“We  could easily change this by unilaterally giving them the same rights as diplomats and ambassadors to stay indefinitely.”

Britain”s diplomatic reach is also important.

“Two years ago many laughed when Britain expanded its diplomatic foothold in the South Pacific. But actually those countries are critical for preventing China from extending its remit into the Pacific region.

“Countries that right now aren’t traditionally considered to be that important globally will be increasingly critical in the way some smaller European nations became during the Cold War,

“We can bolster Taiwan’s position there by preventing smaller countries from falling under China’s  influence to ignore Taiwan.”

He confirmed that President Tsai made a direct appeal for submarine components during a visit by British delegates last year. While, while British defence firms only manufacture nuclear submarines, which Taiwan doesn’t operate, “there is a feeling that UK expertise could play a vital role in the future”, said Rogers.

This would require a change in UK export licensing laws which, sources say, may be forthcoming.

“Much of this depends on Xi,” added Rogers.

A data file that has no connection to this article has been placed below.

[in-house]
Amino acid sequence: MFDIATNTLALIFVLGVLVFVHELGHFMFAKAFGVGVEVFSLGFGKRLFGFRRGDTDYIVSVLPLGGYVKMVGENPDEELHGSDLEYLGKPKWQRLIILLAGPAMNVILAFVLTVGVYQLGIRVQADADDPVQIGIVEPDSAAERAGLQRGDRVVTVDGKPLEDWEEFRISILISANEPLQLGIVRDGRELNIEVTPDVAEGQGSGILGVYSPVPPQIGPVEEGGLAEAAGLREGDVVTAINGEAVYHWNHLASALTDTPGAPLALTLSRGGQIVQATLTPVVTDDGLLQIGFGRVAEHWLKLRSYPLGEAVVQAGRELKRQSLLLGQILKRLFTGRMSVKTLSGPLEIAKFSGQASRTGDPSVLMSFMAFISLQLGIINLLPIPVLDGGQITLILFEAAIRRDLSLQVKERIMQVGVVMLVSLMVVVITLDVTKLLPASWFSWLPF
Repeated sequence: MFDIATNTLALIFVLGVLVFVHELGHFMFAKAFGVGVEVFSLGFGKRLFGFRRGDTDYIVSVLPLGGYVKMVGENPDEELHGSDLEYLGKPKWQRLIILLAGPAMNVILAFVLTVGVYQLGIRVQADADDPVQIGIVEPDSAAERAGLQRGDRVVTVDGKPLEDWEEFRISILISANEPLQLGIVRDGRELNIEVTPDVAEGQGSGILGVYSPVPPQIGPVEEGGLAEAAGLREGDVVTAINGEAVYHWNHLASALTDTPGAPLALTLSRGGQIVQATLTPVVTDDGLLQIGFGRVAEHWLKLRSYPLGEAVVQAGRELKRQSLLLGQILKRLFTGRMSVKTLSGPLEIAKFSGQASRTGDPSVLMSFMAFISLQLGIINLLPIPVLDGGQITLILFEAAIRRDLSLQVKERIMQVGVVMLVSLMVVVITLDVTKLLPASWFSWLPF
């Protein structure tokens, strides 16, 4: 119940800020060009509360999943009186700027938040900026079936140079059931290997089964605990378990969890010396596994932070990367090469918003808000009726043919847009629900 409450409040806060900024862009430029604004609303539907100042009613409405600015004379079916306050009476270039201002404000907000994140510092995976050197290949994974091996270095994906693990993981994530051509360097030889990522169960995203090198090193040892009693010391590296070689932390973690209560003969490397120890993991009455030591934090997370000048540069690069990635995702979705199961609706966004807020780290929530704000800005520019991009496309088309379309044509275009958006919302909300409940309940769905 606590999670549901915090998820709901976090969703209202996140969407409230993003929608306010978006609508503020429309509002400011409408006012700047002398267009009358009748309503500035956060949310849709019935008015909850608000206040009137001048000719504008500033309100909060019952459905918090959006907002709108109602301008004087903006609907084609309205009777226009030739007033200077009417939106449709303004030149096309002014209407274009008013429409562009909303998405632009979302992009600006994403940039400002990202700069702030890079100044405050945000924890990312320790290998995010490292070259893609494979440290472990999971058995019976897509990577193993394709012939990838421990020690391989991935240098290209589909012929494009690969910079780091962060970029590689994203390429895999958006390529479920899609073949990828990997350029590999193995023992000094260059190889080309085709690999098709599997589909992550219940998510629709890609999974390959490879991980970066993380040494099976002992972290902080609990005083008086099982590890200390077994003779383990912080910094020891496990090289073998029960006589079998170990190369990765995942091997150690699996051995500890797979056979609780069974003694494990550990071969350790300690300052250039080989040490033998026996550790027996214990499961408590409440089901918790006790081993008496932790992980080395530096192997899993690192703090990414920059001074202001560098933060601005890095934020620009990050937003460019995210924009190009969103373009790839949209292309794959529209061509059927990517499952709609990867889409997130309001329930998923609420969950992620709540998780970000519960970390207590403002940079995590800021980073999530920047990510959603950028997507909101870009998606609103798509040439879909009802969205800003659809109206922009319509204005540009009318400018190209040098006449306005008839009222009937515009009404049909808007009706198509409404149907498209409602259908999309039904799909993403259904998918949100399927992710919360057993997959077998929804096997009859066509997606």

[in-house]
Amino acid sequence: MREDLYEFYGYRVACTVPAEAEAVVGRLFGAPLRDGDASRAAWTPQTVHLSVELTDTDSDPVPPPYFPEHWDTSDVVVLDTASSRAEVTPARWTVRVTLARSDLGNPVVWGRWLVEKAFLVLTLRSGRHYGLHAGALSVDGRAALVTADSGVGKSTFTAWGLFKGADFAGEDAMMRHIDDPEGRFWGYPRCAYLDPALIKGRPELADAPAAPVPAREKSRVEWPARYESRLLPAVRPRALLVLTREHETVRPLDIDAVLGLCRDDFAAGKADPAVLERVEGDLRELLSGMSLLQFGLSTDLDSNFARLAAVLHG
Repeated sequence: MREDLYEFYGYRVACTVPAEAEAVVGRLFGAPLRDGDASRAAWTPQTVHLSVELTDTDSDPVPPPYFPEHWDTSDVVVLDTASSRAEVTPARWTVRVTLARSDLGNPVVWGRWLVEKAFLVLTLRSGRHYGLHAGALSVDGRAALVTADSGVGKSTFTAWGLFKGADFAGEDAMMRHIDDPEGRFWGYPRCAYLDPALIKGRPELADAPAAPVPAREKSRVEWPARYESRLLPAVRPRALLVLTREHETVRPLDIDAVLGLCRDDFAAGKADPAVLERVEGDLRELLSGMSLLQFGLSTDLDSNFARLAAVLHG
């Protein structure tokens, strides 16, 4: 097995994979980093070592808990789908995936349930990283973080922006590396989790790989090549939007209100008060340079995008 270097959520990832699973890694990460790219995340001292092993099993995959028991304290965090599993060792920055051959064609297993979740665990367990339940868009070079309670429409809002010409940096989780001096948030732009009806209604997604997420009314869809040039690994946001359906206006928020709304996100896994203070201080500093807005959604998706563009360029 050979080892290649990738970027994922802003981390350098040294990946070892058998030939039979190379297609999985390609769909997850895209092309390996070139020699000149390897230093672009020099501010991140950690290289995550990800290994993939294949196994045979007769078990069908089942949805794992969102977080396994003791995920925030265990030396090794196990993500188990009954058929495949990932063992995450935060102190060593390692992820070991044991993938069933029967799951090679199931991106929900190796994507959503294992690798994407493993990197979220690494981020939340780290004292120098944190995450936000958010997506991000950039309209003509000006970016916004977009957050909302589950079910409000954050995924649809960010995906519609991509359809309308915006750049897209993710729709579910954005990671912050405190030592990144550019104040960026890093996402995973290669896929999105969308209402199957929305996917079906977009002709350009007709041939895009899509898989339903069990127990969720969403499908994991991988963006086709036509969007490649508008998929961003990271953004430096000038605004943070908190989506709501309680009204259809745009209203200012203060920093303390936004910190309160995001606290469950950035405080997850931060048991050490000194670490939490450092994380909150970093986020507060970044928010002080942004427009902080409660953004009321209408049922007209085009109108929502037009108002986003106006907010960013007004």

“If he was clever, he would  now step back and try to woo business interest and  political elites in the West and Australia.

“There are many, such as academics in certain Universities here, who have become reliant on China’s good will and business interests.

“He would only need offer debt relief to  a select handful of countries for his skilful propaganda machine to push the message that China was serious about reform.”

But this is unlikely to happen, said  John Hemmings, of the  Centre for Strategic and International Studies

“Since his first speech after coming to power Xi has made his three ambitions clear: the rejuvenation  of the Chinese nation, moving China to the centre of global events and Chinese unification by 2049, the hundredth anniversary of the founding of the People’s Republic.

“But XI’s promises that Taiwan would benefit from a “one nation two systems policy” have been laid bear by his actions in Hong Kong.

“China doesn’t strategise to an outcome. They have an outcome and strategise backwards,  His message has been consistent since he first came to power.”